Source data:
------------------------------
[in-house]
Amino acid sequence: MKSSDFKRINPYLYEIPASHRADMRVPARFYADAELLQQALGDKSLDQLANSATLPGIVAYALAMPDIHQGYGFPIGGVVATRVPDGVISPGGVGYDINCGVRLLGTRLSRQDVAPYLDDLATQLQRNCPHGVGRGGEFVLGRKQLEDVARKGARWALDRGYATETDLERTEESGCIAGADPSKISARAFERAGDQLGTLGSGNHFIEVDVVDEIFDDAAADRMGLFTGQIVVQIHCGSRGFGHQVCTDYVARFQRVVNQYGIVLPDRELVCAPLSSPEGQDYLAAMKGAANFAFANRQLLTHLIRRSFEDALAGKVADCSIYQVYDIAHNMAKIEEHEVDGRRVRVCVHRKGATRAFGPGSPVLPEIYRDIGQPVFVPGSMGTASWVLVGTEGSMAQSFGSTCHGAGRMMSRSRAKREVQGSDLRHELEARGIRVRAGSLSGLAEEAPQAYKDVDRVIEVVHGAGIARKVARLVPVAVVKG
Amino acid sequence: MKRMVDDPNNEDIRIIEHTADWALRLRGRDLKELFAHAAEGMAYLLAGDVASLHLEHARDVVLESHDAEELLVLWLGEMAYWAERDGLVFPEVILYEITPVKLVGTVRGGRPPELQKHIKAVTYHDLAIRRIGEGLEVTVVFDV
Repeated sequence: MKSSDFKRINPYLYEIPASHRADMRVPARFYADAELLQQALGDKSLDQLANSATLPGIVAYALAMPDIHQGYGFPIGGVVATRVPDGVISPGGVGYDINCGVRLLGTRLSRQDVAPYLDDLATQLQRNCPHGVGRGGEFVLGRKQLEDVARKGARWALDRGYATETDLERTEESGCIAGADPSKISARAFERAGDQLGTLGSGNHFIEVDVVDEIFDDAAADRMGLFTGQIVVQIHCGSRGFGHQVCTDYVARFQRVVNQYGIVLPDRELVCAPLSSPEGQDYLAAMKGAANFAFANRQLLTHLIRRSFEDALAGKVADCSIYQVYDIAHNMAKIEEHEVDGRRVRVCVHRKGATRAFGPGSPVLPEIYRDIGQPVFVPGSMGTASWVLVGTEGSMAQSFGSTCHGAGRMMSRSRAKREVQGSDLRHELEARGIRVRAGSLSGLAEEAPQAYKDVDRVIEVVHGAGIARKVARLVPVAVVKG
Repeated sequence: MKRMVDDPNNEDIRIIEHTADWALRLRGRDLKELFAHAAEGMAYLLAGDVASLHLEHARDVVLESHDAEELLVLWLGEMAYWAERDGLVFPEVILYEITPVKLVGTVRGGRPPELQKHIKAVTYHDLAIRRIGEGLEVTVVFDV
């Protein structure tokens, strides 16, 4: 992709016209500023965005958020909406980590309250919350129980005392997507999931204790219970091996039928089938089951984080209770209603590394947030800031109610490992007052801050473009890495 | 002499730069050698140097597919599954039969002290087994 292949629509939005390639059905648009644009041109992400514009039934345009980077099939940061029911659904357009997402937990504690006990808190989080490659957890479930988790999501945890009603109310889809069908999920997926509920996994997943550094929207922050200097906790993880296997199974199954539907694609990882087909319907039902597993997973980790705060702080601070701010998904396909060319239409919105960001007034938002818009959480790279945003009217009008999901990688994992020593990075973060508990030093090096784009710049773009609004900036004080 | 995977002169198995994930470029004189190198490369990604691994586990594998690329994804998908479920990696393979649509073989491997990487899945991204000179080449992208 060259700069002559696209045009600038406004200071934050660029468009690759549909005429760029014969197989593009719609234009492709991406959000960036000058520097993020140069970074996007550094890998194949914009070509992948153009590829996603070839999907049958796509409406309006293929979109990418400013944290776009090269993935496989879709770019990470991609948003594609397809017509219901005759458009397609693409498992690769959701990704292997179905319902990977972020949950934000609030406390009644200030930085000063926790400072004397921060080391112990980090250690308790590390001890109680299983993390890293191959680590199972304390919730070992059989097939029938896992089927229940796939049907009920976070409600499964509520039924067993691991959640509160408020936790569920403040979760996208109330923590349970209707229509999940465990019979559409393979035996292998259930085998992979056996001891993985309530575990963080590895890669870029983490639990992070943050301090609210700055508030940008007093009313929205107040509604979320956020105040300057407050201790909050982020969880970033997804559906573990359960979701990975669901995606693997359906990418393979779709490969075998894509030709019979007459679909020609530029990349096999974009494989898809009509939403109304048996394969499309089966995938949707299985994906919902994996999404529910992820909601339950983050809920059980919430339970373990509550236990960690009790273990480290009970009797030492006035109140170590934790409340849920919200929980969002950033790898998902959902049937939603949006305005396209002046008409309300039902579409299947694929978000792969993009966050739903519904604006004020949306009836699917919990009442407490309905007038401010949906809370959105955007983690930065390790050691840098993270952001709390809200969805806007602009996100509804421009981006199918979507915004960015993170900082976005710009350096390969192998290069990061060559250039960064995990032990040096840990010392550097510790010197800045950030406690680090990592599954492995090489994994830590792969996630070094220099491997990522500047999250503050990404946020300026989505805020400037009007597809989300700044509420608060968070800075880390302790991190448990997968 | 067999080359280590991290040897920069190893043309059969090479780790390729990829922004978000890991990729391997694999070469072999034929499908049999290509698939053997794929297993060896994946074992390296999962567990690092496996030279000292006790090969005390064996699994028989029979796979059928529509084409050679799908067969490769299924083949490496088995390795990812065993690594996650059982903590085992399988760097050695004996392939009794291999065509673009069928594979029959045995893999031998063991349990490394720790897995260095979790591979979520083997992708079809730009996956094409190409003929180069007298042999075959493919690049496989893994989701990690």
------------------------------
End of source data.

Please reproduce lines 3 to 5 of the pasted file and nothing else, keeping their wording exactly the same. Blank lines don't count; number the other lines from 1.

Amino acid sequence: MKRMVDDPNNEDIRIIEHTADWALRLRGRDLKELFAHAAEGMAYLLAGDVASLHLEHARDVVLESHDAEELLVLWLGEMAYWAERDGLVFPEVILYEITPVKLVGTVRGGRPPELQKHIKAVTYHDLAIRRIGEGLEVTVVFDV
Repeated sequence: MKSSDFKRINPYLYEIPASHRADMRVPARFYADAELLQQALGDKSLDQLANSATLPGIVAYALAMPDIHQGYGFPIGGVVATRVPDGVISPGGVGYDINCGVRLLGTRLSRQDVAPYLDDLATQLQRNCPHGVGRGGEFVLGRKQLEDVARKGARWALDRGYATETDLERTEESGCIAGADPSKISARAFERAGDQLGTLGSGNHFIEVDVVDEIFDDAAADRMGLFTGQIVVQIHCGSRGFGHQVCTDYVARFQRVVNQYGIVLPDRELVCAPLSSPEGQDYLAAMKGAANFAFANRQLLTHLIRRSFEDALAGKVADCSIYQVYDIAHNMAKIEEHEVDGRRVRVCVHRKGATRAFGPGSPVLPEIYRDIGQPVFVPGSMGTASWVLVGTEGSMAQSFGSTCHGAGRMMSRSRAKREVQGSDLRHELEARGIRVRAGSLSGLAEEAPQAYKDVDRVIEVVHGAGIARKVARLVPVAVVKG
Repeated sequence: MKRMVDDPNNEDIRIIEHTADWALRLRGRDLKELFAHAAEGMAYLLAGDVASLHLEHARDVVLESHDAEELLVLWLGEMAYWAERDGLVFPEVILYEITPVKLVGTVRGGRPPELQKHIKAVTYHDLAIRRIGEGLEVTVVFDV